Like the hero of the play Crime Passionnel by Jean-Paul Sartre, one of his plays which I had translated, I had never taken part in any direct action, so it was an easy matter for the Trinity House pilots and my friend Oliver to persuade me to come on the trip. (Up till then, all I had contributed to the action was to guarantee the bank overdraft.) I was on holiday in Norfolk at the time and took the train down to Liverpool Street to join Oliver and the rest of our supporters.
Knowing that we had at least 8 hours of travel ahead of us, I did as I always used to do during dress rehearsals having equipped myself with wool and knitting needles, as soon as we were under way I cast on the stitches for the first of a pair of golf stockings I was making for a friend. I have always found this exercise fascinates the onlookers as the pattern slowly emerges and heels and toes take shape, and the clicking needles seem to settle tempers when in the small hours irritation threatens to interrupt the proceedings. After a suitable interval, we arrived at Radio City and the boarding party climbed up the ladder and took over the fort. DJ's and technicians were all asleep when we arrived but as they came tumbling out of their beds blinking and yawning they were quickly persuaded to hand over the crystal which operated the radio station. The atmosphere was entirely friendly, punctuated by cups of tea and although some papers said the raiders were armed, I know that nothing more dangerous than an electric torch had been carried by our team. Eventually the pilots, and Oliver and I embarked on the tug leaving the riggers to maintain control of the station. We were delighted with ourselves during the return trip and before we landed in an early dawn I had finished the first golf stocking.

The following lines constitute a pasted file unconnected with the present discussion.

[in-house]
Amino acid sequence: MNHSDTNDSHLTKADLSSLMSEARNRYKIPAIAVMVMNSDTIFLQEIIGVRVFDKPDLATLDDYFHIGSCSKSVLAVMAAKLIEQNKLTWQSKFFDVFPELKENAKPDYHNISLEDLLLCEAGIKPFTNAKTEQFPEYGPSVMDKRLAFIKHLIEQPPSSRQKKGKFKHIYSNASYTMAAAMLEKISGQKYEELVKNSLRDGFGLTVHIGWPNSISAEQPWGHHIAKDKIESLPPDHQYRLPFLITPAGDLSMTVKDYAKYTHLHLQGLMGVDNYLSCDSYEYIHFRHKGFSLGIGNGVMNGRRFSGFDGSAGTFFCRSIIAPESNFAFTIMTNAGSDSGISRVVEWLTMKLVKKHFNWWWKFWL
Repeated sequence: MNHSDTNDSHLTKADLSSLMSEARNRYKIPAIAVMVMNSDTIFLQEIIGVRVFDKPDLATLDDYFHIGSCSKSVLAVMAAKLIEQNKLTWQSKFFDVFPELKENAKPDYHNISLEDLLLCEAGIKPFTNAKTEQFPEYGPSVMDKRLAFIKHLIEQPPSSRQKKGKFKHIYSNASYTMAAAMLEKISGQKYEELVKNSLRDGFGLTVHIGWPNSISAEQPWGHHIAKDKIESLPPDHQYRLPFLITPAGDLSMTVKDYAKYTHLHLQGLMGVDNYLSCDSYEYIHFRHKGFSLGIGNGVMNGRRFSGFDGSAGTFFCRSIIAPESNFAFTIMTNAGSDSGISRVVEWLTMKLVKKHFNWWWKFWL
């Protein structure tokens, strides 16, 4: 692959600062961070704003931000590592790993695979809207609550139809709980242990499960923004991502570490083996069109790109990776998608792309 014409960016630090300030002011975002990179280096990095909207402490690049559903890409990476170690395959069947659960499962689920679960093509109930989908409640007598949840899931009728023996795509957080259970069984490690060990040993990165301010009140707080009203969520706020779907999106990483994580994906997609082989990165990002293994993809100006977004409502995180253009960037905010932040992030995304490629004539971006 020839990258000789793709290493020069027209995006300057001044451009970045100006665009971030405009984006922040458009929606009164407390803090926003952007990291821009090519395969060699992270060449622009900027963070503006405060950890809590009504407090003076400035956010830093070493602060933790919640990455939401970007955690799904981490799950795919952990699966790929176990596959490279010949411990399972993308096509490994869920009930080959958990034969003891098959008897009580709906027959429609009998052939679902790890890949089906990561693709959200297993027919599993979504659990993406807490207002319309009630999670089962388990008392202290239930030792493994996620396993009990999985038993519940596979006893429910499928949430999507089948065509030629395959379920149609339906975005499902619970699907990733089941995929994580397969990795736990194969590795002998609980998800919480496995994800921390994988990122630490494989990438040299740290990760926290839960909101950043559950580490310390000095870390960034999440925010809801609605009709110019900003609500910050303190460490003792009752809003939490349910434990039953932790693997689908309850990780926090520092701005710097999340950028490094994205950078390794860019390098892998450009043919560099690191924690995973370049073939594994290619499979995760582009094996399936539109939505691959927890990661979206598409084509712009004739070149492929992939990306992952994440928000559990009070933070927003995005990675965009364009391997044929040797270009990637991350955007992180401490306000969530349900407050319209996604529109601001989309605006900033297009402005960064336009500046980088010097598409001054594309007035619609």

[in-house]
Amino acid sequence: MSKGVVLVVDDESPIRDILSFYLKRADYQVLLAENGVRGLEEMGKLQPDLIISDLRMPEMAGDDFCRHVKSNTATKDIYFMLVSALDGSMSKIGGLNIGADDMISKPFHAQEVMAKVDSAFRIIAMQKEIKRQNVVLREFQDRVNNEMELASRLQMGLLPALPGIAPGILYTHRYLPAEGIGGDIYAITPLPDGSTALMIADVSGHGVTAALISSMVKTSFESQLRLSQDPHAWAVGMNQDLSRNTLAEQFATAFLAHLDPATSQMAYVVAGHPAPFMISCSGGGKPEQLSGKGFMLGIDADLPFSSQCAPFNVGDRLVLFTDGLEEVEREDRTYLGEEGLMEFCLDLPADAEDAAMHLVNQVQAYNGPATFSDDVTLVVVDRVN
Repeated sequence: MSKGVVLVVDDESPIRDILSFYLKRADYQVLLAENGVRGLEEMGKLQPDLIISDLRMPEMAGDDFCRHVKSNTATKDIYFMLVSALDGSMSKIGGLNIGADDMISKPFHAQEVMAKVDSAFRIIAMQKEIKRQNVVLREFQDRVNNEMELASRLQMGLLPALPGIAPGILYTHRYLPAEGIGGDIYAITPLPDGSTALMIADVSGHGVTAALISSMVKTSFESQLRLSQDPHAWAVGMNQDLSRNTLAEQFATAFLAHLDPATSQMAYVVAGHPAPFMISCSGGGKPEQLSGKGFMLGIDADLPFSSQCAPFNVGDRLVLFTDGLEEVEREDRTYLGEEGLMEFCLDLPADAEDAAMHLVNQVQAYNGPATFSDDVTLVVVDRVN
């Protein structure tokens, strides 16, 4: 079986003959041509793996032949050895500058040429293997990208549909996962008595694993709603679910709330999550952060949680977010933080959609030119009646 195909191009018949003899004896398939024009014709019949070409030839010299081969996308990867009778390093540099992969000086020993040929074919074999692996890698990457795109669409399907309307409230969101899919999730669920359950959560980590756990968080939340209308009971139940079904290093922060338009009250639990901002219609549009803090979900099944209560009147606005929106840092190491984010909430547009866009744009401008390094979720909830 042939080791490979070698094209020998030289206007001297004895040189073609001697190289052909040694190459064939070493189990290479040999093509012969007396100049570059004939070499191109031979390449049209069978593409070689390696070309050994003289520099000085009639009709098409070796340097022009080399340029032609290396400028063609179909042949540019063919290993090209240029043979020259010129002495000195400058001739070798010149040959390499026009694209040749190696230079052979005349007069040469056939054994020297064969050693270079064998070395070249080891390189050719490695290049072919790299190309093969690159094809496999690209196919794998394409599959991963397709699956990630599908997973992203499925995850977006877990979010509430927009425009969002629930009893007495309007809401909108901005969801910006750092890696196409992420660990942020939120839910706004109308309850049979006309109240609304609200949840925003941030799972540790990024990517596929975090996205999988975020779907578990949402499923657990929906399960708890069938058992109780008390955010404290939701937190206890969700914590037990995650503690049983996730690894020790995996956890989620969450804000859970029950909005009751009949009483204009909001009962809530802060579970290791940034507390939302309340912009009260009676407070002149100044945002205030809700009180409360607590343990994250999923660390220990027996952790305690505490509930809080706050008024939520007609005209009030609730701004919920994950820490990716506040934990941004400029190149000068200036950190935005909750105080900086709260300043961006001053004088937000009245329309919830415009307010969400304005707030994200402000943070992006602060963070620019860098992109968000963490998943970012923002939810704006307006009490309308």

Next morning, we arranged a meeting with Reg Calvert in which we explained the situation and I have never seen a man look so angry. He had been planning to go away on holiday with his wife, and frustration must have added to his initial rage. He embarked on a series of threats saying he had a friend who was the best shot in England who would help him, and he himself produced an object like a fountain pen, which he claimed was a gas gun. He boasted he had sufficient technical knowledge to set up a lethal cloud, which could overwhelm the riggers on Radio City - though made no mention of what effect this gas might have on his own personnel. Eventually he stormed out of the meeting without making any concessions. I went back to Norfolk with a friend who was the widow of a well-known politician/crime writer, and arranged to ring the office the following morning to find out what progress had been made. But when I made the scheduled phone call, Oliver's manager answered and said "Calvert's dead. Oliver is in prison accused of murder, and the police are looking for you."